With brow that’s furrowed with care,
And starv’d in a cold, damp shed,
With a brush in his hands a dresser stands,
Dressing away for his bread.
Brush! brush! brush!
And oh! what a wearisome “game”
While he grasps his sley, then gives it a push,
As he sings the Song of the Frame.
Piece! piece! piece!
‘Tis enough to make a man “coss;”
Piece! piece! piece!
For his warp’s all broken across,
With his old shirt sleeves all rent,
He’s a slave in all but name;
And his back is bent – he’s in punishment
As he sings the Song of the Frame.”
Brush! brush! brush!
In filthy smudge and dust.
Brush! brush! brush!
To earn for is children a crust.
He looks about for the ends that’s out,
For fear of the weaver’s blame;
Then with all is strength he turns on the length,
As he sings the Song of the Frame.
Turn! turn! turn!
Till the joints of his arms they all crack.
Turn! turn! turn!
>Till it brings a great pain in his back;
And all looks dim for his eyeballs swim
With his arms and legs both lame;
And a thousand ills attendeth him
Who sings the Song of the Frame.
Now, weavers, I pray you reflect
On this ere you stamp and go mad ---
Don’t charge the dresser with sheer neglect,
But merely say “it is bad;”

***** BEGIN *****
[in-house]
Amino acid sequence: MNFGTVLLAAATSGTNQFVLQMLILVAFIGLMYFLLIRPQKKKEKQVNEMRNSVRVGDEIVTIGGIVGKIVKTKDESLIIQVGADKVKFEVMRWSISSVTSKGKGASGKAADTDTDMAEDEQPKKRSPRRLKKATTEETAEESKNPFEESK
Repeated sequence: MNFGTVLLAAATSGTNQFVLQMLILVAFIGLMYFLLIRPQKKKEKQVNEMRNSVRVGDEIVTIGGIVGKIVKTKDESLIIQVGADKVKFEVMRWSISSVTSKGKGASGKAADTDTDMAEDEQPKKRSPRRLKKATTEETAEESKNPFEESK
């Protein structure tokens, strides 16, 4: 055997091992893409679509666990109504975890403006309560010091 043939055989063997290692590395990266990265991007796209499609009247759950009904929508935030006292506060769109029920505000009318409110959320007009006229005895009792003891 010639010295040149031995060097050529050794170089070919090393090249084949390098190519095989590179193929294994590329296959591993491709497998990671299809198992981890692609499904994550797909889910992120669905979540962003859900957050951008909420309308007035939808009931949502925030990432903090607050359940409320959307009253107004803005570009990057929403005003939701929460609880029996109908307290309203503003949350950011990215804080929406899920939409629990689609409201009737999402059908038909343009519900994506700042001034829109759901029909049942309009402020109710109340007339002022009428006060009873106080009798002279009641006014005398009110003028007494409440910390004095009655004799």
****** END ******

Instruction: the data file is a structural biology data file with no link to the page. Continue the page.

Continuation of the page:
Just think of the hours of gloom
Of the dresser, whose only aim
Is to make the warp work well in the loom
While he sings the Song of the Frame.

Title:The Song of a Frame


Publication:The Blackburn Times

Published in:Blackburn

Date:February 6, 1864

Keywords:family, gender, poverty, song, work


Published towards the end of the Cotton Famine, when peace in the American Civil war was in sight, this poem is a reminder that textile work is largely repetitive and back-breaking. It is unclear whether the subject of this poem is working in a mill or domestic set-up, but the task of brushing cotton was one of the least skilled and therefore least well-paid jobs in the cotton weaving process. However, songs were often sung by textile workers to the rhythms of their machines in order to pass the time and maintain morale, and this poem appears to reflect that practice. – SR